16 October 2000
Today, London's Mayor Ken Livingstone officially opened the International Headquarters of JCDecaux - one of the world's leading suppliers of street furniture and advertising space. The building, which has already won an RIBA Regional Award and the RIBA Crown Estate Conservation Architecture Award, is designed by Foster and Partners, who have worked with JCDecaux for more than ten years.
The company has a strong emphasis on design excellence. It has commissioned some of the world's most respected architects to design, amongst other items, its bus shelters and advertising columns. Foster and Partners has been working with the company since the early 1990s, designing a range of street furniture that can now be found in many cities including London, Paris, Prague and San Francisco.
The headquarters building has three distinct parts, an existing 1930s building, a new storage warehouse and a covered street that links the old and the new. This street acts as a semi-open air 'Exhibition Space' for displaying a selection of JCDecaux's street furniture. The display area is closed at each end by steel screens and is covered with an asymmetrically vaulted glazed canopy, which links the office building and the warehouse. The roof canopy resolves the different geometries of the two buildings that it joins, and louvres incorporated within it provide shading for the offices in the old building.
The company's administrative offices are located in the refurbished Grade II listed building, which forms the street frontage. Originally built in 1936 for Curry's cycles and radios, the building has been restored in accordance with English Heritage's advice.
The warehouse is a fully integrated structure, designed for maximum economy and efficiency. The concrete skeletal frame consists of rectangular precast concrete columns and beams. The profiled metal roof-deck acts as a horizontal diaphragm, transferring lateral wind forces into the precast concrete panels that form the building's walls.
Using prefabricated elements, it was possible to erect the columns and walls in a mere twelve days. This is the first British building to employ an American system of pre-cast thermally-insulated concrete panels, known as 'hardwall construction'. These panels, measuring 9 x 3 metres, consist of two layers of reconstructed stone - reinforced concrete mixed with limestone - and an insulating layer of a styrofoam-based material called Thermomass. The panels are simply craned into position, one on top of the other, using steel dowel pins to secure them. This system has significant benefits over and above its ease and speed of construction. The insulating layer makes the blocks 97% thermally efficient, leading to long-term energy savings. Because of the high-quality finish to the panels once they are all in position the internal walls are complete, requiring no lining or decorating.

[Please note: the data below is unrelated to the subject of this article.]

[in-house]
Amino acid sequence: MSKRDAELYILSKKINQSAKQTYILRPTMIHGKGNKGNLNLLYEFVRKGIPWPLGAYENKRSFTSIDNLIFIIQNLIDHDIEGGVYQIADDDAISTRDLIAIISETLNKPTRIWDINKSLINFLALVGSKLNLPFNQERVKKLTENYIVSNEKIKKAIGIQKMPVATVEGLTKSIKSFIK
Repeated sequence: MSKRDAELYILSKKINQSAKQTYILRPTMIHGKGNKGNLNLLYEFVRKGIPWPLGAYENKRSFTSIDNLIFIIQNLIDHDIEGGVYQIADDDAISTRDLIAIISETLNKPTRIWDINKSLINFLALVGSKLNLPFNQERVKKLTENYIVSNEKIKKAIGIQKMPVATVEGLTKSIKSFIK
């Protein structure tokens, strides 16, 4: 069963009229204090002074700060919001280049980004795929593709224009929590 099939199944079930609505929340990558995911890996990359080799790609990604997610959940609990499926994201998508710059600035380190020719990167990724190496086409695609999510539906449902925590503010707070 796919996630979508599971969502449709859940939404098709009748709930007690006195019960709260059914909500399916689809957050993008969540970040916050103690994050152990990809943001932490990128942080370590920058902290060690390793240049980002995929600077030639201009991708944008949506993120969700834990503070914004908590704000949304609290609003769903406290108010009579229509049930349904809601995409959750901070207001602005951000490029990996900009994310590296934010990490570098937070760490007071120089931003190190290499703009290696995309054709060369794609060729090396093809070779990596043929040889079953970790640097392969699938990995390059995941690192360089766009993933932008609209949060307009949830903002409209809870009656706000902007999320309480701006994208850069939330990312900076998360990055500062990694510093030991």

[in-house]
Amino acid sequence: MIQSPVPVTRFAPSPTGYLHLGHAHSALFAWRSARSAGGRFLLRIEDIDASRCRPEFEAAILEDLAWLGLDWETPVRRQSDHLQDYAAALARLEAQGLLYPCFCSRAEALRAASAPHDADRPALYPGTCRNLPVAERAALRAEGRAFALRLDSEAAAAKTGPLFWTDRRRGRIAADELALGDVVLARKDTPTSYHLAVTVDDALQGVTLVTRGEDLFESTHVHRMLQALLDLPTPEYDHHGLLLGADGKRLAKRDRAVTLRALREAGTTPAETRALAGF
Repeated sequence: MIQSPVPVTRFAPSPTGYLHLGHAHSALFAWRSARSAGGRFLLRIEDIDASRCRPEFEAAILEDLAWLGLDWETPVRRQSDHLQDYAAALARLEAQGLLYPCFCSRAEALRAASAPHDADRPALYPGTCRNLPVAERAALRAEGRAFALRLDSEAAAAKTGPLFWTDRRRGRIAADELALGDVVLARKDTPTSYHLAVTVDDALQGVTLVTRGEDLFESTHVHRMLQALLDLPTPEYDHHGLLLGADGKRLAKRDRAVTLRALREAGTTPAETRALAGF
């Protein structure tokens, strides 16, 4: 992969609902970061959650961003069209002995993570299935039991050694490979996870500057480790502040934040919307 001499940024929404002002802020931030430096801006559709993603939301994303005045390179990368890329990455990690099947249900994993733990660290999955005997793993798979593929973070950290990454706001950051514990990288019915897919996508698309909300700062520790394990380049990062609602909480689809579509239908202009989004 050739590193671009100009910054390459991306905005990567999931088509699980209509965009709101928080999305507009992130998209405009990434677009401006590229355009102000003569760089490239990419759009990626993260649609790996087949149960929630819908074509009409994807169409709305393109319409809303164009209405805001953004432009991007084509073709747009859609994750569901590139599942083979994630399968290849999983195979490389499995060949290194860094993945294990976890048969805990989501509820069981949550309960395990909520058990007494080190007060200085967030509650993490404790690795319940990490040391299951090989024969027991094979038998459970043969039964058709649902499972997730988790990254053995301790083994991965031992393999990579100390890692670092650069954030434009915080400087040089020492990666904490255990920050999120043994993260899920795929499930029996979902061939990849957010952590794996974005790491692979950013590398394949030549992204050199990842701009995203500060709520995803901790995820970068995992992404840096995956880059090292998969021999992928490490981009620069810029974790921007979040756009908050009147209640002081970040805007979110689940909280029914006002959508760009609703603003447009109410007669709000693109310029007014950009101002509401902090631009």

Circular glazed roof lights in the aluminium roof admit sufficient daylight to reduce the need for artificial lighting on bright days. Light fittings are installed directly below these apertures so that whether the space is naturally or artificially lit there is always a regular pattern of light-pools on the floor below. The floor has been finished with a bright yellow poured epoxy-resin. The effect of sunlight on the yellow floor dramatically reflecting back up to the white-painted ceiling gives the whole interior a warm yellow glow.
Foster and Partners continues its relationship with JCDecaux. The practice has recently completed the design of new advertising billboards and is currently working on a number of other projects with the company.
For further information please contact:
Partner, Head of Communications
Foster + Partners
T +44 (0)20 7738 0455